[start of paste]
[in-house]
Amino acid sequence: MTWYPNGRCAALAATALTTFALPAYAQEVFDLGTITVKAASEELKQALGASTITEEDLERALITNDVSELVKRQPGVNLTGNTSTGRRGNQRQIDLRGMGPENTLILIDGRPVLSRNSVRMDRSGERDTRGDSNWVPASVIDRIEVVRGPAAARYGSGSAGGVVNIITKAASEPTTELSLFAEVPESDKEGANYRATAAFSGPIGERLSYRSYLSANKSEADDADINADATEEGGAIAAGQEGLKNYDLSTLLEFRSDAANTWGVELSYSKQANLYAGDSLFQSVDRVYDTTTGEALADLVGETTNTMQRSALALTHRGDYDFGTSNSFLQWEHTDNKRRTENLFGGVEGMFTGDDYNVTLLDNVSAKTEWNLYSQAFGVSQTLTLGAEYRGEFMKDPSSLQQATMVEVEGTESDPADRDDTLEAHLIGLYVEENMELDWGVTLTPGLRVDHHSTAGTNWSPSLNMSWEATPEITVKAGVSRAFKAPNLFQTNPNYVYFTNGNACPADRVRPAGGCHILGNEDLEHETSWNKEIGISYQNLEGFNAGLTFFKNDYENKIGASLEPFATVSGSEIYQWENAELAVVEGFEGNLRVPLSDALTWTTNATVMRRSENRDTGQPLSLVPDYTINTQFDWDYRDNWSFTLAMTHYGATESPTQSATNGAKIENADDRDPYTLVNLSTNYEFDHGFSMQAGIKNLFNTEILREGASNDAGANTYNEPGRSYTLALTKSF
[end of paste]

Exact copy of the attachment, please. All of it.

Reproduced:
[in-house]
Amino acid sequence: MTWYPNGRCAALAATALTTFALPAYAQEVFDLGTITVKAASEELKQALGASTITEEDLERALITNDVSELVKRQPGVNLTGNTSTGRRGNQRQIDLRGMGPENTLILIDGRPVLSRNSVRMDRSGERDTRGDSNWVPASVIDRIEVVRGPAAARYGSGSAGGVVNIITKAASEPTTELSLFAEVPESDKEGANYRATAAFSGPIGERLSYRSYLSANKSEADDADINADATEEGGAIAAGQEGLKNYDLSTLLEFRSDAANTWGVELSYSKQANLYAGDSLFQSVDRVYDTTTGEALADLVGETTNTMQRSALALTHRGDYDFGTSNSFLQWEHTDNKRRTENLFGGVEGMFTGDDYNVTLLDNVSAKTEWNLYSQAFGVSQTLTLGAEYRGEFMKDPSSLQQATMVEVEGTESDPADRDDTLEAHLIGLYVEENMELDWGVTLTPGLRVDHHSTAGTNWSPSLNMSWEATPEITVKAGVSRAFKAPNLFQTNPNYVYFTNGNACPADRVRPAGGCHILGNEDLEHETSWNKEIGISYQNLEGFNAGLTFFKNDYENKIGASLEPFATVSGSEIYQWENAELAVVEGFEGNLRVPLSDALTWTTNATVMRRSENRDTGQPLSLVPDYTINTQFDWDYRDNWSFTLAMTHYGATESPTQSATNGAKIENADDRDPYTLVNLSTNYEFDHGFSMQAGIKNLFNTEILREGASNDAGANTYNEPGRSYTLALTKSF